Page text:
We pass between the huge metal gates in the 20-foot high steel and concrete peace wall that separates these two tightly packed communities. On the Catholic Falls Road side, we visit a tiny row of houses. There, a little girl of about four cycles on stabilisers, passing in and out of the shadows cast by the towering steel barricade. The houses here look like every other house in every other estate across the UK. That is apart from the small detail of an enormous metal cage covering their entire back garden.

“It’s to stop people throwing stones and petrol bombs over the fence from the other side,” explains Geordie.

A city reinvented

It is on top of this turbulent history that Belfast is rebuilding but at the same time not shying away from. As we finish our black taxi tour, we see a dozen other taxi tour guides attempting to explain the intricacies of the past to American tourists.

Geordie drops us a short distance away at the Crumlin Road Goal, a Victorian former prison that was built in 1845 and which had its own fair share of Troubles history. The prison housed the likes of Eamon de Valera, Martin McGuinness, Michael Stone and Bobby Sands over the years. It was even bombed by the IRA in 1991, killing two Loyalist prisoners.

Today, like much of Belfast, the building has been repurposed and reinvented and now houses not inmates but a whiskey distillery.

Inside Crumlin Road Gaol, now a distillery.
Inside Crumlin Road Gaol, now a distillery.

McConnell’s Irish Whisky – they spell it the Scottish way – and Visitor Experience, built over the last two years in the A wing of the iconic gaol, has opened to the public after a £12m redevelopment.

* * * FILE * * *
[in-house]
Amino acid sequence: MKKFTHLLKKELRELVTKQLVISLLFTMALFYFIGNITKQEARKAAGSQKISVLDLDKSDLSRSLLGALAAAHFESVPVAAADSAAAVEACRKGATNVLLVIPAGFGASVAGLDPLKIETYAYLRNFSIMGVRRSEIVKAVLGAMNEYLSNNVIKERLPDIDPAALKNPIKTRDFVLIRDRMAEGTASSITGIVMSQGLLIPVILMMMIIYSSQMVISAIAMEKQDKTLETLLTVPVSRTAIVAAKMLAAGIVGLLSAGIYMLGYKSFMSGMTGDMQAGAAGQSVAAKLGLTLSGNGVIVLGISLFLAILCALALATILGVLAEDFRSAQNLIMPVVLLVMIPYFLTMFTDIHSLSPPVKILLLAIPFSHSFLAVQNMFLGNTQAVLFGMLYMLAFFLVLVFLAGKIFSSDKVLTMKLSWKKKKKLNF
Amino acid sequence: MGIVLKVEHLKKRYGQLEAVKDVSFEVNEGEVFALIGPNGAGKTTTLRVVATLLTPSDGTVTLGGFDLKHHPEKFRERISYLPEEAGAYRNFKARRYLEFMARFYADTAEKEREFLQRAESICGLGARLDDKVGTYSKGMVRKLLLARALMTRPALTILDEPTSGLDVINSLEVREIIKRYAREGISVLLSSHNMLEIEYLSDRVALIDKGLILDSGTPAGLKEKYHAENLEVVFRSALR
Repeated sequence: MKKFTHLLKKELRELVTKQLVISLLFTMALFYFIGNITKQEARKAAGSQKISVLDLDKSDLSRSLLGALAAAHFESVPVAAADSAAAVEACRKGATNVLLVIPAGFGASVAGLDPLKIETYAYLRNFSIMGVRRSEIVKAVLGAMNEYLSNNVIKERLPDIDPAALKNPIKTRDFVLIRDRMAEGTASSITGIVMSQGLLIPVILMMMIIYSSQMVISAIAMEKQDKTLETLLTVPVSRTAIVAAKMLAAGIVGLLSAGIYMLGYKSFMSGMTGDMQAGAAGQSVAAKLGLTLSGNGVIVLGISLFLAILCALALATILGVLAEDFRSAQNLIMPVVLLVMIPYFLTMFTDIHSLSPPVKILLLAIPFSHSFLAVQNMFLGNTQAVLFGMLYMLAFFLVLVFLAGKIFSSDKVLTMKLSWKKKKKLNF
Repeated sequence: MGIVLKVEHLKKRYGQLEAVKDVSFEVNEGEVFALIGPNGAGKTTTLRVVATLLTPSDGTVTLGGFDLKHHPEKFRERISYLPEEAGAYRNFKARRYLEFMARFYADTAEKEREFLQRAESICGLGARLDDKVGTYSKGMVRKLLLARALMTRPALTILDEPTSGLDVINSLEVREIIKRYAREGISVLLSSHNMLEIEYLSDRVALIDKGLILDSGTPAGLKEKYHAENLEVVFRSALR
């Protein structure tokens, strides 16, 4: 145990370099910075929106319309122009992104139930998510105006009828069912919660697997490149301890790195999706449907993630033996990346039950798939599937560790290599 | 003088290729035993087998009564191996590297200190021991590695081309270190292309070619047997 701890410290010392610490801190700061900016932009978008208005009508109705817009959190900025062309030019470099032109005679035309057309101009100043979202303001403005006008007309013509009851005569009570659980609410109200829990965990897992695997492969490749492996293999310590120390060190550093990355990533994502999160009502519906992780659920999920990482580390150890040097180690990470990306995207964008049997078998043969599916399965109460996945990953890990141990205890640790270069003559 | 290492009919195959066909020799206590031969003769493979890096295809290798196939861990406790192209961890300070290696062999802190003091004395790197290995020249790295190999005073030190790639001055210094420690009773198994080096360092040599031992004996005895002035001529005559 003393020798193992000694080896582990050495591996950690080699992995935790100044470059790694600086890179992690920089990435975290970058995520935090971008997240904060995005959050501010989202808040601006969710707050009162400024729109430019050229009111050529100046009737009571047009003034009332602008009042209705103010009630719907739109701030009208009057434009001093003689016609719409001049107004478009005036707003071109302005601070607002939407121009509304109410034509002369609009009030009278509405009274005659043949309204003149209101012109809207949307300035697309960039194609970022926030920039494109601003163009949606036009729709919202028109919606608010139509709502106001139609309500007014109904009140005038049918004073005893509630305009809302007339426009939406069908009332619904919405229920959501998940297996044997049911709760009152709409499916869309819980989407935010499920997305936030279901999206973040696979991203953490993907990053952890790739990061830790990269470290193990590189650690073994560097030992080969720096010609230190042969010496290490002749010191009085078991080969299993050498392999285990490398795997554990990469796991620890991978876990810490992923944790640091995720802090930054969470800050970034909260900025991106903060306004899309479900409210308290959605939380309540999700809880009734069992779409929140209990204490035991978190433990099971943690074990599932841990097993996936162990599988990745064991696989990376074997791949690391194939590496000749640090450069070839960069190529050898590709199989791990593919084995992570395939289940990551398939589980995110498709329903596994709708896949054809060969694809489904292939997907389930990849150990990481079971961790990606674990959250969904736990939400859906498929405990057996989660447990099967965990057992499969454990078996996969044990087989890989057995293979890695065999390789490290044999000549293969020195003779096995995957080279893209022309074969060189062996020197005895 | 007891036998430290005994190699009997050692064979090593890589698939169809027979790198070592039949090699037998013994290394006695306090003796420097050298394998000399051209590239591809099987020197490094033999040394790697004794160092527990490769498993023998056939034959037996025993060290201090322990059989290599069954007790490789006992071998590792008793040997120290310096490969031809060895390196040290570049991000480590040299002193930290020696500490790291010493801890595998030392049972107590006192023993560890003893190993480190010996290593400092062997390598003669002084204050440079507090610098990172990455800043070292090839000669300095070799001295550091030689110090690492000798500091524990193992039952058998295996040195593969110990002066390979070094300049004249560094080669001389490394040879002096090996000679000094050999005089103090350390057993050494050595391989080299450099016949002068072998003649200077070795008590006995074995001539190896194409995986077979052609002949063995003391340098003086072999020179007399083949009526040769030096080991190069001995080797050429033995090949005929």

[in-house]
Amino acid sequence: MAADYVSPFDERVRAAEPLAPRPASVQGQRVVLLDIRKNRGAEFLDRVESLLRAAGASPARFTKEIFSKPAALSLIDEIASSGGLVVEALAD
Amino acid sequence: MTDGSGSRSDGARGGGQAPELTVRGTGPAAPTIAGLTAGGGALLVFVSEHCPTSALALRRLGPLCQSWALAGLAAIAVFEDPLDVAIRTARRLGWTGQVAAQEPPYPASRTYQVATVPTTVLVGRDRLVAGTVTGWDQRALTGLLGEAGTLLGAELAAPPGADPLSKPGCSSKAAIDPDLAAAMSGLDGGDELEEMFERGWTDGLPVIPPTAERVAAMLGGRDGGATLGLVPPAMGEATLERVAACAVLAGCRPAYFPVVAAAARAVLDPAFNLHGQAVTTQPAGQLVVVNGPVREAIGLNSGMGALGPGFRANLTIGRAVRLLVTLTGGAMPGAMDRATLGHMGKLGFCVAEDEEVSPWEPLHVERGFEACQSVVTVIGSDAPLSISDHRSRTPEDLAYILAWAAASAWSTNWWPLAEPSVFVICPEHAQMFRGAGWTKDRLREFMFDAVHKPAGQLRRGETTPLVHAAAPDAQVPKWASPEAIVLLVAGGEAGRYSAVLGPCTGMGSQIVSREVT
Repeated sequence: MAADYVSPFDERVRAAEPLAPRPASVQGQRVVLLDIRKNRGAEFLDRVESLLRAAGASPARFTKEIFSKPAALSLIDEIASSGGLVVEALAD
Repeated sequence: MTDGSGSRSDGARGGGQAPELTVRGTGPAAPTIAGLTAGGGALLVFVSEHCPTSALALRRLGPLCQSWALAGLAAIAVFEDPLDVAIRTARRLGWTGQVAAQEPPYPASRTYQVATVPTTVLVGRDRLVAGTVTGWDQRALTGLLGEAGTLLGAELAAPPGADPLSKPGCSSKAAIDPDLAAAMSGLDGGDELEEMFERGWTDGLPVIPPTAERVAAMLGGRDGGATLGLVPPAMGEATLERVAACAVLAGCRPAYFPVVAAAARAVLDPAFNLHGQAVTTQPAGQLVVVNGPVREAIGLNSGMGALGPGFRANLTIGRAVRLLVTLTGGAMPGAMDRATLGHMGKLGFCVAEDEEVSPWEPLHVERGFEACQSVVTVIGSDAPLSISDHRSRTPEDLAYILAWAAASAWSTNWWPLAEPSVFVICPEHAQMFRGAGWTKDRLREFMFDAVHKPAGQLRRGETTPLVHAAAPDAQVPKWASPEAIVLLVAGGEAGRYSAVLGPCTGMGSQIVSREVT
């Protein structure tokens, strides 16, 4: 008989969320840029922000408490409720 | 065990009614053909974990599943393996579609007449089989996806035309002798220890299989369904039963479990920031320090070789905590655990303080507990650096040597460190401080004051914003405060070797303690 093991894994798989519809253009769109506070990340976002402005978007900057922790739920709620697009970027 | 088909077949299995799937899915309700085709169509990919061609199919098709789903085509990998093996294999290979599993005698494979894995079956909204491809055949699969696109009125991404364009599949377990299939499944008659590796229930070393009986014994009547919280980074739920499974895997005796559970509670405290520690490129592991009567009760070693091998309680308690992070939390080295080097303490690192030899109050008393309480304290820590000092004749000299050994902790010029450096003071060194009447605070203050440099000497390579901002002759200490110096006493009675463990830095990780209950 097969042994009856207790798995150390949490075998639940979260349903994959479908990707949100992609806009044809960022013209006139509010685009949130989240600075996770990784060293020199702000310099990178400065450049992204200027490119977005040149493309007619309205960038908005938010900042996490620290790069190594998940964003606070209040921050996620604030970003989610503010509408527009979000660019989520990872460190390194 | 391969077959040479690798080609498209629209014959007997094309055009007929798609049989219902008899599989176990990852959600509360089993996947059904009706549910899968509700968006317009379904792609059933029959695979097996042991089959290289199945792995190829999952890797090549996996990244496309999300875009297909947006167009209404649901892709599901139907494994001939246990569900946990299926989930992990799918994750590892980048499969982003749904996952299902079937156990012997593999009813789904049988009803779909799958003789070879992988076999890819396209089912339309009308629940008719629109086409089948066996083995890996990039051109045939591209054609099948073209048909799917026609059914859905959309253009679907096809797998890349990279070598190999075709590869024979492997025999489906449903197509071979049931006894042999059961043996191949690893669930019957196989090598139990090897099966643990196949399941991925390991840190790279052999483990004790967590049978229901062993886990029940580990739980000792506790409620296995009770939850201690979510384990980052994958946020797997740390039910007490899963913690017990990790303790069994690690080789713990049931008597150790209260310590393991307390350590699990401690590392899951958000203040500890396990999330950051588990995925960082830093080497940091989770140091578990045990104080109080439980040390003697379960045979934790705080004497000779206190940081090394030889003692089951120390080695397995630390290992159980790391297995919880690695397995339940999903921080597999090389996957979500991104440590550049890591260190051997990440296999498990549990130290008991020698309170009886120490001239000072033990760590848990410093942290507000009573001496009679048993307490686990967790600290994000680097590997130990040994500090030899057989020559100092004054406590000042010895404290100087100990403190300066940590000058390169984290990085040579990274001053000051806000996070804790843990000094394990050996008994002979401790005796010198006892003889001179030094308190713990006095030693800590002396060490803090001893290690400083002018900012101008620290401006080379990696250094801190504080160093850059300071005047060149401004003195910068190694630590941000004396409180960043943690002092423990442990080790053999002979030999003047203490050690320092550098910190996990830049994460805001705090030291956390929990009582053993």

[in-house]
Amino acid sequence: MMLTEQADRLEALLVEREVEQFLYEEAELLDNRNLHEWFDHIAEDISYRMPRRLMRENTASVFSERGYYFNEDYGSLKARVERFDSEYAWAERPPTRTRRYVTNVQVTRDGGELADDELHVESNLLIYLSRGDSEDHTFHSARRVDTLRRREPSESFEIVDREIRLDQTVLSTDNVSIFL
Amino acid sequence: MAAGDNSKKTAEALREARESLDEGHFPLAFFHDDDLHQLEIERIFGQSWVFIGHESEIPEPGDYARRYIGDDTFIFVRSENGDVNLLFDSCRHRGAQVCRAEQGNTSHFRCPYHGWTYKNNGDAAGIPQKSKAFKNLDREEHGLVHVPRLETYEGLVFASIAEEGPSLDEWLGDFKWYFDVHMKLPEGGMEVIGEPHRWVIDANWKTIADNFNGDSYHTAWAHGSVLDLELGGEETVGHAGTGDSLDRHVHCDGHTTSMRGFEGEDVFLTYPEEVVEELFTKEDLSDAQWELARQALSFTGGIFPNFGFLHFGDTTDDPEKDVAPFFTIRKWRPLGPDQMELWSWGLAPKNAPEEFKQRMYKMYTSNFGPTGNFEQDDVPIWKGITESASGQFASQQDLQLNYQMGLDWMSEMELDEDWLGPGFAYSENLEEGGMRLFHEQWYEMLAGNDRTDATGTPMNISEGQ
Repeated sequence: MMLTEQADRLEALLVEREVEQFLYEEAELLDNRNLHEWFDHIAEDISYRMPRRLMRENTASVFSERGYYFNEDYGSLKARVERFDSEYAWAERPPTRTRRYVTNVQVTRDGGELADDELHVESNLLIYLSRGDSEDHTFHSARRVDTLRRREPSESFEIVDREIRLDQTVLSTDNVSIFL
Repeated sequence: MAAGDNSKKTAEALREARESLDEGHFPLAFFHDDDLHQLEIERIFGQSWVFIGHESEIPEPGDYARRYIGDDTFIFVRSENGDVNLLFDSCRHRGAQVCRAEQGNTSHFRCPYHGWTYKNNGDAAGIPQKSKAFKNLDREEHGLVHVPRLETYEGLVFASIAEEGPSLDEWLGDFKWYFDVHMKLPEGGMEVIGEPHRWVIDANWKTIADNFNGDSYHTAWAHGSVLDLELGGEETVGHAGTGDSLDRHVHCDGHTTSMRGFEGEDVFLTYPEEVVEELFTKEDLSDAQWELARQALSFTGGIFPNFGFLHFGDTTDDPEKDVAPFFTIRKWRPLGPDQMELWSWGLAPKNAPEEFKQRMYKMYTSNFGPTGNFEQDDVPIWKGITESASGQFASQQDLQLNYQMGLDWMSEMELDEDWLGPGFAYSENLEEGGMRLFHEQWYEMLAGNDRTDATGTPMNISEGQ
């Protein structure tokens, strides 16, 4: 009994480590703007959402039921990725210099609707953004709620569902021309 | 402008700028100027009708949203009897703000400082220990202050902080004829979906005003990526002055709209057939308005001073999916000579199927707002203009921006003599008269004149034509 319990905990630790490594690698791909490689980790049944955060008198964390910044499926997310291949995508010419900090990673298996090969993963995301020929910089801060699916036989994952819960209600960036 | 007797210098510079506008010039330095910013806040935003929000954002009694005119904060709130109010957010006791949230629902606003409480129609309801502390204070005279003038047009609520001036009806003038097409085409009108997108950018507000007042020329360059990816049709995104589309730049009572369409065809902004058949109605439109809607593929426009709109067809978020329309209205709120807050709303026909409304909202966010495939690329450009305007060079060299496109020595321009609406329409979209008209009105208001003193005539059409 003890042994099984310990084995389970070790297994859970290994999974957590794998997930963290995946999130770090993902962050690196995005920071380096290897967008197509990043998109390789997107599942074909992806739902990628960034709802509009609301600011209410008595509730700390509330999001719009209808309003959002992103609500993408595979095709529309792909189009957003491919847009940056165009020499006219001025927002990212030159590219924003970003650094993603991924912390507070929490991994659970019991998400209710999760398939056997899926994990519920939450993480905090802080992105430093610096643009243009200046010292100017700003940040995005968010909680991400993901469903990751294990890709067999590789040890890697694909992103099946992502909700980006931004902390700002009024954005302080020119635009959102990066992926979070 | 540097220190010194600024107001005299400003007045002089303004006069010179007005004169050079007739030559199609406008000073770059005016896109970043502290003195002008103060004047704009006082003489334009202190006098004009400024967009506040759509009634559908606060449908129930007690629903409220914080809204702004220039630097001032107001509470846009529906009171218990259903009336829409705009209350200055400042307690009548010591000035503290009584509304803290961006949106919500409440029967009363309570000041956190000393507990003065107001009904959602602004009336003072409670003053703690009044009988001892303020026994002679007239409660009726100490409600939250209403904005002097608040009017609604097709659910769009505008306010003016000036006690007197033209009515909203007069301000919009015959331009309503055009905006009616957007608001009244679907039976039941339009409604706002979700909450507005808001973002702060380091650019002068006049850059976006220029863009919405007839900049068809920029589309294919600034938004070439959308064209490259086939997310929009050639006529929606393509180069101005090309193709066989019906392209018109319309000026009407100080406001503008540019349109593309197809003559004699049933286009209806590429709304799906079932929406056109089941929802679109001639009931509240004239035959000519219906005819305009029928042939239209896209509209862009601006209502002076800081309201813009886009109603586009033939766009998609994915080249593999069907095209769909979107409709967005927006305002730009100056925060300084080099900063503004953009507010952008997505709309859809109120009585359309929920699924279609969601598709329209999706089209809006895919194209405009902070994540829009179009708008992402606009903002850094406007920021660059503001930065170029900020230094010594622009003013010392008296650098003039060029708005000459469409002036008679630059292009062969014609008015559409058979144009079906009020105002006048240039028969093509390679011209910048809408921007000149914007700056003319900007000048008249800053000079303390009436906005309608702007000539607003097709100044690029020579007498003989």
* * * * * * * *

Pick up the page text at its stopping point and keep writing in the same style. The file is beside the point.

Inside, the bones of the prison building still remain, like the old metal staircases and cell doors, but around that a thoroughly modern and impeccably designed distillery and events space has been created. And like the fermented grains and spices, McConnell’s have used the Crumlin Road Gaol’s fascinating history as a key ingredient in its whiskey.

A pint of the black stuff. © SYSTEM
A pint of the black stuff.

McConnell’s chief executive John Kelly from north Belfast said: “We have turned an empty wing of an historic gaol into a place of investment, employment and opportunity, and it is now the home of the famous McConnell’s Irish Whisky which was originally born in Belfast in 1776.”

Something that remains unchanged is Belfast’s taste for a drink and the McConnell’s tour has whetted our appetite, so we take a short taxi ride back into the centre and arrive at White’s Tavern, the city’s oldest pub that dates back to 1630.

The bar is packed, with pints of Guinness lined up five deep on the bar. Inside the once-tiny tavern has expanded to house at least four bars catering for young and old, in search of some of the famous Belfast craic.

Back at the Europa the next morning and a little worse for wear, we are delighted to find that something else remains the same – the hotel’s bountiful breakfast. We are shown to a booth and are mercifully supplied with enough food to sink the Titanic while gallons of coffee helps to take the edge of the sore head. Still the same old Belfast, but changed for the better.

P.S. McConnell’s Irish Whisky distillery was first established in 1776. You might notice that McConnell’s spells its whisky without the ‘e’, which became a convention of Irish whiskey makers in the 19th Century to distinguish it from Scotch whisky. McConnell’s though, have gone back to their roots and dropped the added ‘e’.


The Europa hotel (+44 (0) 28 9027 1066) Titanic Suite starts from £1,040 per night.

McConnell’s Whisky: Tours of the Distillery & Visitor Experience can be booked here.